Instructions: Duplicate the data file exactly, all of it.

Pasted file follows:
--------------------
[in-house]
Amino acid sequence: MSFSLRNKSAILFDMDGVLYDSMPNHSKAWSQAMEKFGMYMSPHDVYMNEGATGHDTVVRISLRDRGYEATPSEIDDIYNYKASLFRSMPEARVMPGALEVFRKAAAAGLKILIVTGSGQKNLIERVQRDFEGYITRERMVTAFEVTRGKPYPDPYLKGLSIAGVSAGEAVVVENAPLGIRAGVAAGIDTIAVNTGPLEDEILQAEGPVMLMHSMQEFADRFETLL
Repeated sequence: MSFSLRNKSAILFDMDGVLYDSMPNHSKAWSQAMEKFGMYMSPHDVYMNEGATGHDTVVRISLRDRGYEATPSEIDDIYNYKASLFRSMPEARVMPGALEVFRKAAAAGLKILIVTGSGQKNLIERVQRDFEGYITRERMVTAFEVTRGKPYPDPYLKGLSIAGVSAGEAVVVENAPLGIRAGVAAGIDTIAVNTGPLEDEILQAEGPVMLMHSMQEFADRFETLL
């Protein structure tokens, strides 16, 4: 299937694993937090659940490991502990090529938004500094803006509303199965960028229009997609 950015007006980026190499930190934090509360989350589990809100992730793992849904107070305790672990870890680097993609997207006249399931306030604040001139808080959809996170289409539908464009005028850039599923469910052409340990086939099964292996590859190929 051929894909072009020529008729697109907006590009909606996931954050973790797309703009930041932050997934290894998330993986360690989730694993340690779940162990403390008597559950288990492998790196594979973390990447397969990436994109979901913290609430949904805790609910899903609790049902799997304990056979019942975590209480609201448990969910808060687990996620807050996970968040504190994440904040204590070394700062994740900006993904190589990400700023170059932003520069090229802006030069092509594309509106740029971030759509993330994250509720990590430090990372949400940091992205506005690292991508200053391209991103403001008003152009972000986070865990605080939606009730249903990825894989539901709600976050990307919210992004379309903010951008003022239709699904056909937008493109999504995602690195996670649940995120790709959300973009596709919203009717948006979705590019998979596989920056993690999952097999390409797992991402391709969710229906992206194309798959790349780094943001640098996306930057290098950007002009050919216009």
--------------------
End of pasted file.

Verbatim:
[in-house]
Amino acid sequence: MSFSLRNKSAILFDMDGVLYDSMPNHSKAWSQAMEKFGMYMSPHDVYMNEGATGHDTVVRISLRDRGYEATPSEIDDIYNYKASLFRSMPEARVMPGALEVFRKAAAAGLKILIVTGSGQKNLIERVQRDFEGYITRERMVTAFEVTRGKPYPDPYLKGLSIAGVSAGEAVVVENAPLGIRAGVAAGIDTIAVNTGPLEDEILQAEGPVMLMHSMQEFADRFETLL
Repeated sequence: MSFSLRNKSAILFDMDGVLYDSMPNHSKAWSQAMEKFGMYMSPHDVYMNEGATGHDTVVRISLRDRGYEATPSEIDDIYNYKASLFRSMPEARVMPGALEVFRKAAAAGLKILIVTGSGQKNLIERVQRDFEGYITRERMVTAFEVTRGKPYPDPYLKGLSIAGVSAGEAVVVENAPLGIRAGVAAGIDTIAVNTGPLEDEILQAEGPVMLMHSMQEFADRFETLL
């Protein structure tokens, strides 16, 4: 299937694993937090659940490991502990090529938004500094803006509303199965960028229009997609 950015007006980026190499930190934090509360989350589990809100992730793992849904107070305790672990870890680097993609997207006249399931306030604040001139808080959809996170289409539908464009005028850039599923469910052409340990086939099964292996590859190929 051929894909072009020529008729697109907006590009909606996931954050973790797309703009930041932050997934290894998330993986360690989730694993340690779940162990403390008597559950288990492998790196594979973390990447397969990436994109979901913290609430949904805790609910899903609790049902799997304990056979019942975590209480609201448990969910808060687990996620807050996970968040504190994440904040204590070394700062994740900006993904190589990400700023170059932003520069090229802006030069092509594309509106740029971030759509993330994250509720990590430090990372949400940091992205506005690292991508200053391209991103403001008003152009972000986070865990605080939606009730249903990825894989539901709600976050990307919210992004379309903010951008003022239709699904056909937008493109999504995602690195996670649940995120790709959300973009596709919203009717948006979705590019998979596989920056993690999952097999390409797992991402391709969710229906992206194309798959790349780094943001640098996306930057290098950007002009050919216009």